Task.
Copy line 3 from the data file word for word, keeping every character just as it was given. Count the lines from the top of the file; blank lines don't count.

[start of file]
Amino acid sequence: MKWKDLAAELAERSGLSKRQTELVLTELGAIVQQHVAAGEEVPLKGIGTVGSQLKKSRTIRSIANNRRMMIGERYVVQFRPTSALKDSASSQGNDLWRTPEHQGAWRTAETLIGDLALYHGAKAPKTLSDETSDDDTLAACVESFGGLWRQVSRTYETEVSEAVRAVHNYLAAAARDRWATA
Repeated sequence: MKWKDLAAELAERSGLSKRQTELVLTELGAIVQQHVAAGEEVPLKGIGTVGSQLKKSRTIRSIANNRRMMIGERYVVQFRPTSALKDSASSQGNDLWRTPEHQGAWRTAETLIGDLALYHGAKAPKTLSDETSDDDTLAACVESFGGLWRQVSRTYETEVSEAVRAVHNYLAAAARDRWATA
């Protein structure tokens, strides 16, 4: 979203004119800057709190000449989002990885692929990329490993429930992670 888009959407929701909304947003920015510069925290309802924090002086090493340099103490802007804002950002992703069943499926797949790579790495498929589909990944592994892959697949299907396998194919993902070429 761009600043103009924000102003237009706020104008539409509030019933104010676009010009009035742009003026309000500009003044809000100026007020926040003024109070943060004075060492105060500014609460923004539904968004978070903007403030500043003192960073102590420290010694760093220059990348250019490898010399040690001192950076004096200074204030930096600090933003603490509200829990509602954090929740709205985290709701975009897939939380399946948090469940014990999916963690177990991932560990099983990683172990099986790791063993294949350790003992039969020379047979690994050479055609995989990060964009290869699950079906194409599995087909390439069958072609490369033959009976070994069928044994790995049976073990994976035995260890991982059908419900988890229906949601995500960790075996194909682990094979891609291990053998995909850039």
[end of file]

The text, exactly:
């Protein structure tokens, strides 16, 4: 979203004119800057709190000449989002990885692929990329490993429930992670 888009959407929701909304947003920015510069925290309802924090002086090493340099103490802007804002950002992703069943499926797949790579790495498929589909990944592994892959697949299907396998194919993902070429 761009600043103009924000102003237009706020104008539409509030019933104010676009010009009035742009003026309000500009003044809000100026007020926040003024109070943060004075060492105060500014609460923004539904968004978070903007403030500043003192960073102590420290010694760093220059990348250019490898010399040690001192950076004096200074204030930096600090933003603490509200829990509602954090929740709205985290709701975009897939939380399946948090469940014990999916963690177990991932560990099983990683172990099986790791063993294949350790003992039969020379047979690994050479055609995989990060964009290869699950079906194409599995087909390439069958072609490369033959009976070994069928044994790995049976073990994976035995260890991982059908419900988890229906949601995500960790075996194909682990094979891609291990053998995909850039």